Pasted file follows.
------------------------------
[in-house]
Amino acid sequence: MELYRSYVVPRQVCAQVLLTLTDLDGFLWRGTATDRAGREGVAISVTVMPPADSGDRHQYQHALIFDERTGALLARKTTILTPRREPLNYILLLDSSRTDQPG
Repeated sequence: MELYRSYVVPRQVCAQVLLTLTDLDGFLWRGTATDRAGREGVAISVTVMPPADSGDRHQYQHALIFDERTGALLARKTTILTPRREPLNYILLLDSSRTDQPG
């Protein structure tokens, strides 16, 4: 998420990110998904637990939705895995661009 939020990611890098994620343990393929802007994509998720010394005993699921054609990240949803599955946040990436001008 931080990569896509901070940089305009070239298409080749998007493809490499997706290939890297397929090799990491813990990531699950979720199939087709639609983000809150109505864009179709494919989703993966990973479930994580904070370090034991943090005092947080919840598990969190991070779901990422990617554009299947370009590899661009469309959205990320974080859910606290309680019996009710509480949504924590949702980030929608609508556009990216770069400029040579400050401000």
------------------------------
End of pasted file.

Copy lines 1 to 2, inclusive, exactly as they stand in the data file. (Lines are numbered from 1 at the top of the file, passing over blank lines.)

[in-house]
Amino acid sequence: MELYRSYVVPRQVCAQVLLTLTDLDGFLWRGTATDRAGREGVAISVTVMPPADSGDRHQYQHALIFDERTGALLARKTTILTPRREPLNYILLLDSSRTDQPG